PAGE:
Tuesday, October 22, 2013

Take-Aways From the Apple Keynote

I just finished watching the one and half hour keynote that was put on by Apple today. A couple of things struck me, as this is really the first keynote that I've watched in the Tim Cooke era. 
  1. Tim Cooke is not the presenter that Steve Jobs was. But I don't think that he needs to be. He, along with Craig Federighi, Eddy Cue and Phil Shiler did an awesome job of working through this daunting task
  2. I have a lot of work to do on my presentation skills.

But nobody really cares about my presentation skills; so what did I see? 

They started out with some statistics in typical Apple form. 
  • During the latest iPhone launch there were over 9 million iPhones sold, which is there biggest launch weekend ever. 
  • The latest version of iPhone (and iPad) software is installed on over 200 million devices just 5 days after launch; that is nearly 1/3 of all iOS devices
  • iTunes Radio has more than 20 million users, which is a little surprising to me with the prevelance of other services like Pandora, Rdio and Spotify.
  • The App Store has more than 1 million apps in it, and has had over 60 billion downloads.
  • Apple has paid out over $13 billion to developers, making it (they claim) to be the most profitable place for app development.
Next up was the start of what everyone is really wanting to hear about: new products. They started out with OSX Mavericks, which is the operating system for their Mac lineup. For that they brought our Craig Federighi, VP of Software Engineering. I will say that I am excited to give this one a test drive, some of the improvements sound pretty amazing.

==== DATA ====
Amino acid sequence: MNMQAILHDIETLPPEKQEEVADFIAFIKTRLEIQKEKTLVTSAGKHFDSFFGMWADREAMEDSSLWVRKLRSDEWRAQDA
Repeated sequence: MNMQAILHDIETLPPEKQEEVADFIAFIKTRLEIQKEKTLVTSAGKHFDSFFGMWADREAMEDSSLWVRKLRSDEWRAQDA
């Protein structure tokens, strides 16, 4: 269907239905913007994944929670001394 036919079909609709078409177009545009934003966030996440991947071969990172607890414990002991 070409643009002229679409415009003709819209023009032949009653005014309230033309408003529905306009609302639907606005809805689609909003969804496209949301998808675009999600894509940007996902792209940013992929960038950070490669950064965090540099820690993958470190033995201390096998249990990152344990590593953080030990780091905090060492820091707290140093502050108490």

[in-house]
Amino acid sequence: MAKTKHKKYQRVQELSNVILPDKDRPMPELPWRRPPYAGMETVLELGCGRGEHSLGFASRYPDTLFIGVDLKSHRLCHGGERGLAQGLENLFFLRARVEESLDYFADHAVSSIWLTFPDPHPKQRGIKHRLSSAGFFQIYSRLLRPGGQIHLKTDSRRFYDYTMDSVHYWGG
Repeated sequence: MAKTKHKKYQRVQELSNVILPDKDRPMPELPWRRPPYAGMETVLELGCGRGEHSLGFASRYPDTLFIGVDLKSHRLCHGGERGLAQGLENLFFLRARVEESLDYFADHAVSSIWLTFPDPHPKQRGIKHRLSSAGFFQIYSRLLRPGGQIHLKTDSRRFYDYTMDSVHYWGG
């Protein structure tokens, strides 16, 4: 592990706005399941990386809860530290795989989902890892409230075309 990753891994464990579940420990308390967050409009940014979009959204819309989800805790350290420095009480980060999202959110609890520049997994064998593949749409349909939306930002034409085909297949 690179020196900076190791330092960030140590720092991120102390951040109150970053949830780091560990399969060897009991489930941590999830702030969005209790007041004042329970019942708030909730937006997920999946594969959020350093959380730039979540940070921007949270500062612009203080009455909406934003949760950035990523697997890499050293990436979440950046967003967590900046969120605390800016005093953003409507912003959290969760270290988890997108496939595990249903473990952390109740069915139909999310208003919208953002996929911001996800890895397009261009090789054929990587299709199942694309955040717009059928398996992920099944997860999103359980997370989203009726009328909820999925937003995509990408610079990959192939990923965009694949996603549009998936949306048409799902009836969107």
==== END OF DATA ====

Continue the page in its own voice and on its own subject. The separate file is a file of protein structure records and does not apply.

• Improved battery life by up to one hour with just a software upgrade.
  • New technology that allows them to compress 6GB of memory onto 4GB of RAM.
  • Respond within notifications. So if you receive a Tweet from someone you can respond within the notification instead of being redirected to the website.
  • You can now tag files so that you can search by the tag and not just file or folder name.
  • For those of you who are power users there is increased support of dual monitors. Now you can use multiple monitors in full screen.
  • New apps including: Maps and iBook. Both of these of course respond to multi-touch gestures. You would, of course, expect this in iBooks to turn a page, but in Maps you will be able to zoom, rotate, tilt and drag maps by touch. Maps will also be able to be sent to your iPhone (look up direction on the computer and send them to your iPhone).
  • This one went by pretty quick, and they didn't spend too much time on it, but keychain will now store your log in information and credit card information for you. It's understandable why they only touched on this with some of the security concerns.
  • The biggest part of the announcement was probably that OSX Mavericks will be free and available today. AND that you will be single-step upgradable to Mavericks no matter what version of OSX you are running all the way back to Snow Leopard, for free.